9 Secrets Only Hotel Workers Know

hotel secrets

Everyone knows a bit about hotels. You know you don't want to see what you'd see with a black light. You know William Shatner will hook you up. You know that sometimes you get free upgrades, and it's never exactly clear why.

Hotel employees and people in the travel industry answered a thread on Quora to provide insights the average traveler wouldn't have about hotels. Here are a few tips to make you a more savvy, or more frightened traveler.

Many blankets are never washed

"We only washed the outer blankets once a season. There were two sets of outer blankets, one for winter and one for summer. Sometimes they were just washed when we took them off for the season and put them away and didn’t rewash them when we got them back out again the following year. Sometimes we did wash them like one time in between. This kind of grossed me out because they would end up on the floor a lot and just generally you know they had to be getting dirty." - Hannah M. (B&B)

"The only time they wash the comforters are when someone pees on them. It can be YEARS between washings. Sometimes the housekeepers don’t change the sheets and REALLY WON’T change the pillow cases. The head of housekeeping would often mark them with pencil marks to ensure that they’ve been changed. The first thing you should do is have your sheets changed the minute you reach your room." - Anonymous

Throw pillows are filthy

"Why are throw pillows called 'throw pillows'? Because you throw them. Off the bed. Onto the floor. And they aren't washed in between guests. But they are put back on the bed. On your pillow." - Tirena S.

What happens when people wet the bed?

"When someone urinates on a bed, sometimes the mattress is just left standing to vent out and dry overnight, and then put back upside down." - Peter M. (Housekeeping)

So many places never get cleaned

"Dresser drawers are not on the maid's cleaning list, so if a traveler threw dirty underwear in a drawer all week you will be contaminating your clothing by using any drawers without cleaning/disinfecting them first. I carry purse sized Lysol on car trips or break out bleach wipes from a zip bag after air travel." - Peri C.

"The drinking glasses in the rooms are not cleaned with any cleaning products. Its just rinsed with water and dried with a towel. Housekeeping staff want to clean as much rooms as they can, so the faster you do it, the better. No time to thoroughly wash these things. Only the shower, bathtub, sink and toilet is cleaned with cleaning products." - Anonymous (Housekeeping)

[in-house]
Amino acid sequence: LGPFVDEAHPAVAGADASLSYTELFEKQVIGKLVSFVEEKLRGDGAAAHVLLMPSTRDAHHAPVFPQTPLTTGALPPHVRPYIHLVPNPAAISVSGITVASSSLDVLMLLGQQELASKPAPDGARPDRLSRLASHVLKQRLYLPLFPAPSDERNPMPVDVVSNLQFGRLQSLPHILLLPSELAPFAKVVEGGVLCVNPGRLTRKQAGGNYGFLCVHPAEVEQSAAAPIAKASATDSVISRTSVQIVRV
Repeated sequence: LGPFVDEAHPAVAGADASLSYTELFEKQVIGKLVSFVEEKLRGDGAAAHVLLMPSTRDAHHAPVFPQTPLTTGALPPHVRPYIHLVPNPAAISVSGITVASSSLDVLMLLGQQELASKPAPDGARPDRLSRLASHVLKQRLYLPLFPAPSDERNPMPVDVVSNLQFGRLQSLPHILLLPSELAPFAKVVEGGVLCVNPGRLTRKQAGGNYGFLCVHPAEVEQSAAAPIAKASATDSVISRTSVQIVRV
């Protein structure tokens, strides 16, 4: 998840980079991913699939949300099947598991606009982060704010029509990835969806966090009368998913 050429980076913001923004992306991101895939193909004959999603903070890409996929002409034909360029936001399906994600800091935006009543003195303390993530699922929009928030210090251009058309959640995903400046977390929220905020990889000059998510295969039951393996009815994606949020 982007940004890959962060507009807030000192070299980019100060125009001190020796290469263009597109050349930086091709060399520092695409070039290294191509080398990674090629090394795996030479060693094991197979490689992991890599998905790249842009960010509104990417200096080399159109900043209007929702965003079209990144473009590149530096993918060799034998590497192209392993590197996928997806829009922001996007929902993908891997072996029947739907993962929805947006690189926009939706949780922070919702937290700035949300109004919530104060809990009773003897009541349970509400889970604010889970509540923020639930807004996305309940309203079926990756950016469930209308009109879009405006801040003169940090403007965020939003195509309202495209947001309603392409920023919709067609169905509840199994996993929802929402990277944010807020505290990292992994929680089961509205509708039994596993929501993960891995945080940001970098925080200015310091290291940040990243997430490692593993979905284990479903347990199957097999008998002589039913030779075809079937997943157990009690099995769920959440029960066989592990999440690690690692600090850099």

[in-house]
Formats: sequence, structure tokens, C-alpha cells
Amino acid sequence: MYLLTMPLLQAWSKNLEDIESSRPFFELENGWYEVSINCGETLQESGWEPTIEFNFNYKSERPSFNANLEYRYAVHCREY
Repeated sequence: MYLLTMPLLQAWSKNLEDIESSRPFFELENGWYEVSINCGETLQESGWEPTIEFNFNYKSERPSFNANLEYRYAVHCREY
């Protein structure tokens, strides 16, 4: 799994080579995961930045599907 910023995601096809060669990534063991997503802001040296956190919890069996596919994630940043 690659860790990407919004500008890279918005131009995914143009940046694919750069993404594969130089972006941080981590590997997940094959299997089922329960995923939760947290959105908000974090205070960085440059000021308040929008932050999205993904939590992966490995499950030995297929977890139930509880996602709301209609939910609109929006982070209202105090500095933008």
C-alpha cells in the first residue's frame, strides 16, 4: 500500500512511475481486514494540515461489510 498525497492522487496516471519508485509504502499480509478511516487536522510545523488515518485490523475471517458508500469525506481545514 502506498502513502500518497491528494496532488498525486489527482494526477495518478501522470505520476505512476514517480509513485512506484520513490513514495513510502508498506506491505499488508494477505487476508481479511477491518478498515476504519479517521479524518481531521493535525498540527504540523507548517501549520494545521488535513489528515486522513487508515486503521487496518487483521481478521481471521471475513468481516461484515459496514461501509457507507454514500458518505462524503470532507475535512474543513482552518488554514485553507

"If you are staying at a hotel the day after Valentine's day, disinfect EVERYTHING. 15th Feb is one of the worst days to be cleaning hotel rooms." -Leanne C. (Housekeeping)

Online reservations may get worse rooms

"For many of the hotels I book for my clients, I have been told by resort managers that they assign the lesser quality rooms (the ones with the worst view, the worst location) to guests who book with online search engines (like Travelocity and Orbitz) while saving the best rooms for clients who book with travel agents. The reason is that hotel managers consider online search engines guests to be ones that will book any resort as long as it is cheap while guests of travel agents are more loyal travelers that will come back time and again to the agent and the resort. Plus, travel agents send a lot of business to resorts where their clients are made happy and search engines don't." - Katherine S. (Travel Agent)

Nice people get freebies

"If the hotel charges for Internet or something, just politely ask for it for free if you don't want to pay. Their main priority is keeping the guests happy and likely to return to the hotel so they'll happily take the hit for the Internet if it means you'll make more reservations." - Justin C. (Hotel Manager)

Don't trust the concierge

"If you want the scoop on the best bars, restaurants and attractions then skip the concierge and ask the front desk or valets or bellmen. Many times the concierge gets kickbacks from certain establishments to tell people to go there even though it may or may not be the best and most authentic." - Justin C. (Hotel Manager)

"I handled the reservations for 3 restaurants near Times Sq[uare] and the concierges send tons of people to our [restaurants] as recommendations when they ask, "What's a good place to eat?" In return, the restaurant pays the concierge $7-10 for each person they bring. This system is followed by many restaurants that I know of." - Nat G. (Host)

If you lose it, we won't call

"One of our hard and fast rules was that we never called a guest if they left an item in their room and it was found after they checked out. We documented and held items (usually phone chargers, clothing, sunglasses...occasionally a camera or jewelry) but unless the guest called us looking for their item, it stayed in the lost and found. The reason was that we knew nothing about the private lives of the people who stayed with us and we never knew when Mrs. Smith was going to answer the phone and tell us that Mr. Smith wasn't at a quaint Vermont inn last weekend, he was at a dentist convention in Toledo. Whoops." - Tammy G. (Innkeeper)

Lots of people die in hotel rooms

"Overdoses were the most common (yes, employees made this list). Not far behind were suicides... The real kicker in all of these situations is that they NEVER made the news." - Marco S. (Las Vegas Hotel)

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Dustin Nelson is a News Writer with Thrillist. His home is probably just as dirty, but he doesn't mind his own filth. Follow him @dlukenelson.